Cyberbullying 101 + Prevention Tips
15% of high school students report experiencing cyberbullying in the past year according to the 2013 Youth Risk Behavior Surveillance Survey.
With the internet and a wide variety of electronic devices (cell phones, computers, tablets, etc.) we know that our kids have access to many different communication tools. This includes things like social media sites, texting, chatting and websites in general – all of which potentially can be manipulated and used for sending rude, harmful and embarrassing messages, videos, and pictures. As one of our final posts for 2014, we wanted to share with you this information on why cyberbullying is different, the various effects of cyberbullying, and how to prevent it from happening to your kids.
How is cyberbullying different?
One of the allures of cyberbullying is that bullies feel like they can send harmful messages without the threat or repercussions that may be involved with in-person bullying. About Health explains that cyberbullies feel empowered to say harsher things they may not say in person because they feel “insulated and detached from the situation.” According to Stopbullying.gov, children who experience cyberbullying are often also being bullied in person. The website also explains that “kids who are cyberbullied have a harder time getting away from the behavior.”
Prior to the internet and the multiple electronic devices, victims could usually leave their bullies behind when they left school. Now cyberbullies can be acting 24/7 and can even stay anonymous. Nobullying.com states, “Unlike schoolyard teasing or fights, the anonymity provided by electronic media can encourage bullies, and their ubiquity allows a vicious comment, nasty remark, unflattering photo or video to be sent to countless numbers of people instantaneously.” These bullying messages and images can be distributed quickly and to a large audience when done online. Stopbullying.gov explains that once these messages are posted, it is very difficult to delete them – not leaving the victims an easy or safe way out.
What are the effects of cyberbullying?
According to Stopbullying.gov, kids that are cyberbullied are more likely to use alcohol and drugs, skip school, experience in-person bullying, be unwilling to attend school, receive poor grades, have lower self-esteem and have more health problems. The About Health website explains that while many of the repercussions of cyberbullying are similar to traditional bullying, there are some unique consequences and negative feelings that are common for those that experience cyberbullying. Teens/tweens that are cyberbullying targets can become overwhelmed by the feeling like the situation is more than they can deal with. They also struggle with feeling vulnerable and powerless. To these victims it can feel like there is no place to escape to and that bullying is everywhere. When the bullying occurs anonymously, the victims often feel immense fear because they don’t know who is harassing them.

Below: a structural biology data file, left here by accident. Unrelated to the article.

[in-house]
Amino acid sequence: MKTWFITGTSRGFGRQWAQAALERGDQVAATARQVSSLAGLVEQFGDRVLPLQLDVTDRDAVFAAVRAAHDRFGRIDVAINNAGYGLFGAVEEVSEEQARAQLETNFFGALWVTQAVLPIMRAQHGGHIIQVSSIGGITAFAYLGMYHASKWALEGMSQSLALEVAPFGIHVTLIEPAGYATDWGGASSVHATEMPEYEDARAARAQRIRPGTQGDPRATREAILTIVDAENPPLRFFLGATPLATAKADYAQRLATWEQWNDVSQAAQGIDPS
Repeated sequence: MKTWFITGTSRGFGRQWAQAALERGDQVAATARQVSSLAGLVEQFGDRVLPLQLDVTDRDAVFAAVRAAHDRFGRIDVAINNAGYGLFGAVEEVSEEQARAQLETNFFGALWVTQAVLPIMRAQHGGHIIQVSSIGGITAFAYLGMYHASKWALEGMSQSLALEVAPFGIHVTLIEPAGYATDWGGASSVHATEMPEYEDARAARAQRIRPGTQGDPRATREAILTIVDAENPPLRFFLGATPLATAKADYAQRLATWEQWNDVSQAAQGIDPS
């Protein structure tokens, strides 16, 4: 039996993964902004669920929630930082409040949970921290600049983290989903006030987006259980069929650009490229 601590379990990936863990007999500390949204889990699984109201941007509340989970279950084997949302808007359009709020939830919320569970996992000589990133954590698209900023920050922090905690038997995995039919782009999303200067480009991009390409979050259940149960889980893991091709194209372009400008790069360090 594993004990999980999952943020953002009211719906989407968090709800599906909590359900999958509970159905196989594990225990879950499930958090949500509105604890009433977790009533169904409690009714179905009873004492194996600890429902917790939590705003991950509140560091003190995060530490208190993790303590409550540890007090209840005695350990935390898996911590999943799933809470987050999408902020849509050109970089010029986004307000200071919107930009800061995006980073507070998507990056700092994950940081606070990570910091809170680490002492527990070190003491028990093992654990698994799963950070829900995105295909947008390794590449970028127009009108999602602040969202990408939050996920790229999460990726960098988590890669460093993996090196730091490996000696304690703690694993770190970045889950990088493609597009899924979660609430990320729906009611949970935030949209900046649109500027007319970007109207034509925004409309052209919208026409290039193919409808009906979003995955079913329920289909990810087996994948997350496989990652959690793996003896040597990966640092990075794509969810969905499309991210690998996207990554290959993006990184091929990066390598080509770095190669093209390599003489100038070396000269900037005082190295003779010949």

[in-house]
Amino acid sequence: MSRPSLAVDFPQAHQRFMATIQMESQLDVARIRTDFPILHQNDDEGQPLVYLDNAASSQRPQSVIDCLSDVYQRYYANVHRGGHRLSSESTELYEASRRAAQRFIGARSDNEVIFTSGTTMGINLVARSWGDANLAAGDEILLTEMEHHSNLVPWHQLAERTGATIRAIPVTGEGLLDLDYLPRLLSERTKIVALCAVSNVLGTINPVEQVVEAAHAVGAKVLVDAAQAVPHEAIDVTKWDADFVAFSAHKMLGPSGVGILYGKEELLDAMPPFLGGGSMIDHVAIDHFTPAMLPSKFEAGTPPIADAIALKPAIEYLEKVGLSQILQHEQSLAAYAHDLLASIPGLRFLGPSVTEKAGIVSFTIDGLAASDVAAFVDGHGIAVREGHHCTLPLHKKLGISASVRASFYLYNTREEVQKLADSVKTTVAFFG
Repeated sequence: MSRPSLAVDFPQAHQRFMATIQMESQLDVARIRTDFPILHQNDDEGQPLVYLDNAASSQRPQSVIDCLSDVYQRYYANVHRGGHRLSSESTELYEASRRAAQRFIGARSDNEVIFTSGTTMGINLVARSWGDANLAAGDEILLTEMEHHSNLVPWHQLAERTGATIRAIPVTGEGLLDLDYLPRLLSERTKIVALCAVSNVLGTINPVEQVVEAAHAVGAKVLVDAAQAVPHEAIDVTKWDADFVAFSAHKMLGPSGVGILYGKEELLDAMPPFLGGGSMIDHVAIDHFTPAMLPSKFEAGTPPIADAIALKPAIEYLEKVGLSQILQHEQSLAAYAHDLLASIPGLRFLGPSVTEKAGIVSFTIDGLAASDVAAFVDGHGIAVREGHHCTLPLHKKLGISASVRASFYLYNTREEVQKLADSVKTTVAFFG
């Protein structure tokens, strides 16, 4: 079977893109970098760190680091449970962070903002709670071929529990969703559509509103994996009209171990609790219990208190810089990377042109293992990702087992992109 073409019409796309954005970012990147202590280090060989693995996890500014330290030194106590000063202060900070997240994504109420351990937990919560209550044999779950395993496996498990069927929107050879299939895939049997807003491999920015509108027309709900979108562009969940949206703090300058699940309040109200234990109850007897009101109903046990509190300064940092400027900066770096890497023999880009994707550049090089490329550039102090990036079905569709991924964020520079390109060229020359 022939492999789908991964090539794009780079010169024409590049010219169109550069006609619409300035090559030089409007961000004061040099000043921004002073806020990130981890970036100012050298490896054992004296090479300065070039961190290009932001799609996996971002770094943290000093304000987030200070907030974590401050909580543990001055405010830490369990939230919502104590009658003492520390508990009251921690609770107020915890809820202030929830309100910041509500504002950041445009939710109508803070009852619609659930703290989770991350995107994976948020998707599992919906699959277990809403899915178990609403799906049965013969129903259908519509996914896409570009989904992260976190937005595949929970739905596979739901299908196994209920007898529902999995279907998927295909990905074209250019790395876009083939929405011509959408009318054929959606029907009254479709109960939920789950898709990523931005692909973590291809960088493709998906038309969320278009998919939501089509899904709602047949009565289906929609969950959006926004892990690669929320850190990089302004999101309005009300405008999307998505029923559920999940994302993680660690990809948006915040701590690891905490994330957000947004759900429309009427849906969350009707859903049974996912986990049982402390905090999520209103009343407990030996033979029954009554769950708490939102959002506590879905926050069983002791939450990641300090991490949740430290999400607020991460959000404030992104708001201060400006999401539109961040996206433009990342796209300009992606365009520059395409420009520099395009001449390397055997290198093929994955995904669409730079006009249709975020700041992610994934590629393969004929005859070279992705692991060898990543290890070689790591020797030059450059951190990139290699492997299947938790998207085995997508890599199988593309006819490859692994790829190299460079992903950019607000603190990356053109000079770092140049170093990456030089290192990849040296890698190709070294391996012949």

How can you prevent cyberbullying?
The website Fund for Civility, Respect and Understanding advises people to think about what they post or say online. They urge people to not post any secrets, photos or anything they would be embarrassed by if it got into the wrong hands. One thing about the internet is that a person does not have control over who forwards or reposts any content that they provide or that is said/created about them – thus the reason cyberbullying can escalate and get out of hand so quickly. The website also encourages people to turn on their privacy settings on all online accounts. This will help ensure that your children are only sharing information with the people they know and trust. If you or your child are wanting to double check their online status and what information is available about them online, you can do a search of their name to see what posts come up. The About Health website produced an article “How to Keep Your Kids Safe from Cyberbullying” which includes dozens of tips for how to keep your kids safe online. The three overarching themes are to: establish online rules with your kids, get involved with your kids’ online world, and respond immediately to cyberbullying when it happens.
If you are looking for additional internet safety and cyberbullying resources, the About Health website has a large variety of articles including: